COP21: ‘Ocean Challenges’ Provide a Path Forward
By Laura Whitfield, Coral Triangle Program Manager at The Nature Conservancy
Over the past two weeks in Paris, world leaders came together to work out a global agreement on climate change at COP21. People were optimistic that Paris would be different than Copenhagen and that countries would come determined to bring and share their best efforts and examples of effective action against climate change.
On December 3rd, The Nature Conservancy and the Global Island Partnership co-hosted an event that brought together four of the best examples of how countries are working together to achieve positive change.
These are the ‘Oceans Challenges’ – so called because they involve countries ‘challenging’ one another to improve marine and coastal resource management, and in-so doing, building resilience to climate change.
The first of these Oceans Challenges was the Micronesia Challenge, initiated by President of Palau Tommy Remengesau in 2007, which connected five Micronesian jurisdictions. It was created in recognition of the dependence of these places and people upon the integrity of their marine ecosystems, and the fact that truly effective management of these resources could not be achieved through isolated action alone. Collaboration would be necessary to adequately address trans-boundary issues like over-fishing and climate change.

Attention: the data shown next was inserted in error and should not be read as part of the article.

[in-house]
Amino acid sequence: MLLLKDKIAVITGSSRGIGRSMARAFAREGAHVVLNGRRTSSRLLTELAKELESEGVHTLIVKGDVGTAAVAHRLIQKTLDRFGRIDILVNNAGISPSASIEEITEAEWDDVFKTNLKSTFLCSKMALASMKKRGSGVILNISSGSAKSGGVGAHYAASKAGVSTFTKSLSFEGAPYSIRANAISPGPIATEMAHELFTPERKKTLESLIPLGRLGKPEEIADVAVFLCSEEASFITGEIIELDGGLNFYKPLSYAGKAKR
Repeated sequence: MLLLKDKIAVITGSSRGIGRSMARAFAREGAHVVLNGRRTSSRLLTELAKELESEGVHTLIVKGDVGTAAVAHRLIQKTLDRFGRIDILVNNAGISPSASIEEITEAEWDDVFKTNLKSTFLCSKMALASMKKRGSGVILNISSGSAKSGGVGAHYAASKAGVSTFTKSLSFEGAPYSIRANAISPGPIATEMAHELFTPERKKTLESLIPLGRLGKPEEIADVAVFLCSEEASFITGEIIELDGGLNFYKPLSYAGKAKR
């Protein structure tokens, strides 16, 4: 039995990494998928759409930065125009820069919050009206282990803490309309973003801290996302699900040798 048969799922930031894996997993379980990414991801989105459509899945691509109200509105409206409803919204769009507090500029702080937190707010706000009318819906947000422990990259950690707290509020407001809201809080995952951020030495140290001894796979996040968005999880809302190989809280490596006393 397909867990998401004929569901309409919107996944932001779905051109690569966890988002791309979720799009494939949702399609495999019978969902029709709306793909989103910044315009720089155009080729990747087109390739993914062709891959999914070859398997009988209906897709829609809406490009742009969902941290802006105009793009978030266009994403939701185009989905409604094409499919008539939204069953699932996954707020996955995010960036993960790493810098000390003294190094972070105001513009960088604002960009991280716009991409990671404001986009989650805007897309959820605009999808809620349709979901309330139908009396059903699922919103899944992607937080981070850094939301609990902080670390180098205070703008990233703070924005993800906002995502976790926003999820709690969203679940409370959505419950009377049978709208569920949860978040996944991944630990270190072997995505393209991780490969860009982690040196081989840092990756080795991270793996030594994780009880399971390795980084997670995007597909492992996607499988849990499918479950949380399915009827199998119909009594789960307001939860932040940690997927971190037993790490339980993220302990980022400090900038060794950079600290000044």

The Micronesia Challenge then went on to inspire the establishment of three similar models in very different parts of the world: the Coral Triangle Initiative that links six countries (Indonesia, Malaysia, the Philippines, Papua New Guinea, Solomon Islands, and Timor-Leste) in Asia Pacific, the Caribbean Challenge Initiative, and most recently, the Western Indian Ocean Coastal Challenge.